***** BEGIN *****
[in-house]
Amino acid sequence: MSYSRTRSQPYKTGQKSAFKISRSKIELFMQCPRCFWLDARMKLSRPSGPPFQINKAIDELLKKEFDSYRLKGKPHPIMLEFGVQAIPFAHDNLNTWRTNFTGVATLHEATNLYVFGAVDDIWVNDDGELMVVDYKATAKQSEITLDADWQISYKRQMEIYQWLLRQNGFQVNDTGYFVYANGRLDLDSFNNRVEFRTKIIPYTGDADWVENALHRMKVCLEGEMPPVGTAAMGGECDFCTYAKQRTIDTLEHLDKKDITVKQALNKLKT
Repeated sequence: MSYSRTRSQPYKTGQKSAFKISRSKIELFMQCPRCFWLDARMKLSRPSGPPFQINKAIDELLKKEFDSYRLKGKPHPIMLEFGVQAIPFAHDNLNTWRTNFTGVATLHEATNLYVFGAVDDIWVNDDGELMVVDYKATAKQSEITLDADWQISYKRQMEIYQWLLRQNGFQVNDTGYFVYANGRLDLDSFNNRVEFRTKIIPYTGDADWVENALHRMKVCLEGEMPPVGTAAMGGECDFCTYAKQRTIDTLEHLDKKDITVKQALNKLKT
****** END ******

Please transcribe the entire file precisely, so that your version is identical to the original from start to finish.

[in-house]
Amino acid sequence: MSYSRTRSQPYKTGQKSAFKISRSKIELFMQCPRCFWLDARMKLSRPSGPPFQINKAIDELLKKEFDSYRLKGKPHPIMLEFGVQAIPFAHDNLNTWRTNFTGVATLHEATNLYVFGAVDDIWVNDDGELMVVDYKATAKQSEITLDADWQISYKRQMEIYQWLLRQNGFQVNDTGYFVYANGRLDLDSFNNRVEFRTKIIPYTGDADWVENALHRMKVCLEGEMPPVGTAAMGGECDFCTYAKQRTIDTLEHLDKKDITVKQALNKLKT
Repeated sequence: MSYSRTRSQPYKTGQKSAFKISRSKIELFMQCPRCFWLDARMKLSRPSGPPFQINKAIDELLKKEFDSYRLKGKPHPIMLEFGVQAIPFAHDNLNTWRTNFTGVATLHEATNLYVFGAVDDIWVNDDGELMVVDYKATAKQSEITLDADWQISYKRQMEIYQWLLRQNGFQVNDTGYFVYANGRLDLDSFNNRVEFRTKIIPYTGDADWVENALHRMKVCLEGEMPPVGTAAMGGECDFCTYAKQRTIDTLEHLDKKDITVKQALNKLKT